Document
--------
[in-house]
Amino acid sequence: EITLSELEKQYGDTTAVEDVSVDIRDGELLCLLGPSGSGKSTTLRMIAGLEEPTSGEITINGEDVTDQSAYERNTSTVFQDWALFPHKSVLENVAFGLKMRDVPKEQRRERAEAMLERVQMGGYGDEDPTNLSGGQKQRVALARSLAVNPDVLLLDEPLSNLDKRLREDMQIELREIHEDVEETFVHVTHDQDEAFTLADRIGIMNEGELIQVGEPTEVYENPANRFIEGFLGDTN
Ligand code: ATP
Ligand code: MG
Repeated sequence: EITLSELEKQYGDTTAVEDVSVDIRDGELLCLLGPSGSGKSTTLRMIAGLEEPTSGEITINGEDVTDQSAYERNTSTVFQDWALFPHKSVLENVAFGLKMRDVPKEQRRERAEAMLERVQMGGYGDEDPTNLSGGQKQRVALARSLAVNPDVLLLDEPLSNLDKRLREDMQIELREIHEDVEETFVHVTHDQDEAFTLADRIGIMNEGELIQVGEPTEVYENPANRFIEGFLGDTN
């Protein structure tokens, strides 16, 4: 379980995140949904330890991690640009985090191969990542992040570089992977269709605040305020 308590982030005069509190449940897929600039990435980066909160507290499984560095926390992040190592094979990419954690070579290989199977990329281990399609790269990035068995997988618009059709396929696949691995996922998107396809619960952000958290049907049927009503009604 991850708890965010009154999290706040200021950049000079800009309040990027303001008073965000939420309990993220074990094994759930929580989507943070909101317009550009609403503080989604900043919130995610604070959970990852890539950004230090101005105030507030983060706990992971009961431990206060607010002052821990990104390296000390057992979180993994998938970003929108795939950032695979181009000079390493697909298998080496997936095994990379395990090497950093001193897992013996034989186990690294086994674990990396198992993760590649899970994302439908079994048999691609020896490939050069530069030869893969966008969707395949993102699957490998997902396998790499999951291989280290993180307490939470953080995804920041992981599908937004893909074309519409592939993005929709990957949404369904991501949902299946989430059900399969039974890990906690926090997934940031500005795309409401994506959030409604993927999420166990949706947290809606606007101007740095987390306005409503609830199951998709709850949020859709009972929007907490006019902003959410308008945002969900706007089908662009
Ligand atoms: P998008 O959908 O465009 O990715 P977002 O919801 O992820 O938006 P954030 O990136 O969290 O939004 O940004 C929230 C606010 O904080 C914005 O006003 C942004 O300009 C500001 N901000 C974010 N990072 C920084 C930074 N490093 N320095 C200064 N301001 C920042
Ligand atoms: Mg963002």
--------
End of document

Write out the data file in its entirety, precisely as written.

[in-house]
Amino acid sequence: EITLSELEKQYGDTTAVEDVSVDIRDGELLCLLGPSGSGKSTTLRMIAGLEEPTSGEITINGEDVTDQSAYERNTSTVFQDWALFPHKSVLENVAFGLKMRDVPKEQRRERAEAMLERVQMGGYGDEDPTNLSGGQKQRVALARSLAVNPDVLLLDEPLSNLDKRLREDMQIELREIHEDVEETFVHVTHDQDEAFTLADRIGIMNEGELIQVGEPTEVYENPANRFIEGFLGDTN
Ligand code: ATP
Ligand code: MG
Repeated sequence: EITLSELEKQYGDTTAVEDVSVDIRDGELLCLLGPSGSGKSTTLRMIAGLEEPTSGEITINGEDVTDQSAYERNTSTVFQDWALFPHKSVLENVAFGLKMRDVPKEQRRERAEAMLERVQMGGYGDEDPTNLSGGQKQRVALARSLAVNPDVLLLDEPLSNLDKRLREDMQIELREIHEDVEETFVHVTHDQDEAFTLADRIGIMNEGELIQVGEPTEVYENPANRFIEGFLGDTN
């Protein structure tokens, strides 16, 4: 379980995140949904330890991690640009985090191969990542992040570089992977269709605040305020 308590982030005069509190449940897929600039990435980066909160507290499984560095926390992040190592094979990419954690070579290989199977990329281990399609790269990035068995997988618009059709396929696949691995996922998107396809619960952000958290049907049927009503009604 991850708890965010009154999290706040200021950049000079800009309040990027303001008073965000939420309990993220074990094994759930929580989507943070909101317009550009609403503080989604900043919130995610604070959970990852890539950004230090101005105030507030983060706990992971009961431990206060607010002052821990990104390296000390057992979180993994998938970003929108795939950032695979181009000079390493697909298998080496997936095994990379395990090497950093001193897992013996034989186990690294086994674990990396198992993760590649899970994302439908079994048999691609020896490939050069530069030869893969966008969707395949993102699957490998997902396998790499999951291989280290993180307490939470953080995804920041992981599908937004893909074309519409592939993005929709990957949404369904991501949902299946989430059900399969039974890990906690926090997934940031500005795309409401994506959030409604993927999420166990949706947290809606606007101007740095987390306005409503609830199951998709709850949020859709009972929007907490006019902003959410308008945002969900706007089908662009
Ligand atoms: P998008 O959908 O465009 O990715 P977002 O919801 O992820 O938006 P954030 O990136 O969290 O939004 O940004 C929230 C606010 O904080 C914005 O006003 C942004 O300009 C500001 N901000 C974010 N990072 C920084 C930074 N490093 N320095 C200064 N301001 C920042
Ligand atoms: Mg963002």